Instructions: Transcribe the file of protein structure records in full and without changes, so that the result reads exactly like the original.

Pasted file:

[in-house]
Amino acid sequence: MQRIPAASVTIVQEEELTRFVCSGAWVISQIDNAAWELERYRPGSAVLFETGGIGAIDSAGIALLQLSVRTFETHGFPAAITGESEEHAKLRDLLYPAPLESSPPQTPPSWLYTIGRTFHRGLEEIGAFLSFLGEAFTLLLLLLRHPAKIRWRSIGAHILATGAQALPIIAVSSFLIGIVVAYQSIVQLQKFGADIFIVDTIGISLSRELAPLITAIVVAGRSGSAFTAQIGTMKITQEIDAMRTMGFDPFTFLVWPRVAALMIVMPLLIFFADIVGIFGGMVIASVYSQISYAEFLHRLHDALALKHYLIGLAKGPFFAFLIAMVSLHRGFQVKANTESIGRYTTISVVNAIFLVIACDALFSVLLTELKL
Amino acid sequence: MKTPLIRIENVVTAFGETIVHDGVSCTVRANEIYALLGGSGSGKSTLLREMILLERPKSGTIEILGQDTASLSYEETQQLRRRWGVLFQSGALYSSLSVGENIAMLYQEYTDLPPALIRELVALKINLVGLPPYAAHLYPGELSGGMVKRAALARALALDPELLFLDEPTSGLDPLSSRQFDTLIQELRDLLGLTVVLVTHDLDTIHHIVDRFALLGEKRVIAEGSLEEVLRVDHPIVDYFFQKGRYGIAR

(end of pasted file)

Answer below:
[in-house]
Amino acid sequence: MQRIPAASVTIVQEEELTRFVCSGAWVISQIDNAAWELERYRPGSAVLFETGGIGAIDSAGIALLQLSVRTFETHGFPAAITGESEEHAKLRDLLYPAPLESSPPQTPPSWLYTIGRTFHRGLEEIGAFLSFLGEAFTLLLLLLRHPAKIRWRSIGAHILATGAQALPIIAVSSFLIGIVVAYQSIVQLQKFGADIFIVDTIGISLSRELAPLITAIVVAGRSGSAFTAQIGTMKITQEIDAMRTMGFDPFTFLVWPRVAALMIVMPLLIFFADIVGIFGGMVIASVYSQISYAEFLHRLHDALALKHYLIGLAKGPFFAFLIAMVSLHRGFQVKANTESIGRYTTISVVNAIFLVIACDALFSVLLTELKL
Amino acid sequence: MKTPLIRIENVVTAFGETIVHDGVSCTVRANEIYALLGGSGSGKSTLLREMILLERPKSGTIEILGQDTASLSYEETQQLRRRWGVLFQSGALYSSLSVGENIAMLYQEYTDLPPALIRELVALKINLVGLPPYAAHLYPGELSGGMVKRAALARALALDPELLFLDEPTSGLDPLSSRQFDTLIQELRDLLGLTVVLVTHDLDTIHHIVDRFALLGEKRVIAEGSLEEVLRVDHPIVDYFFQKGRYGIAR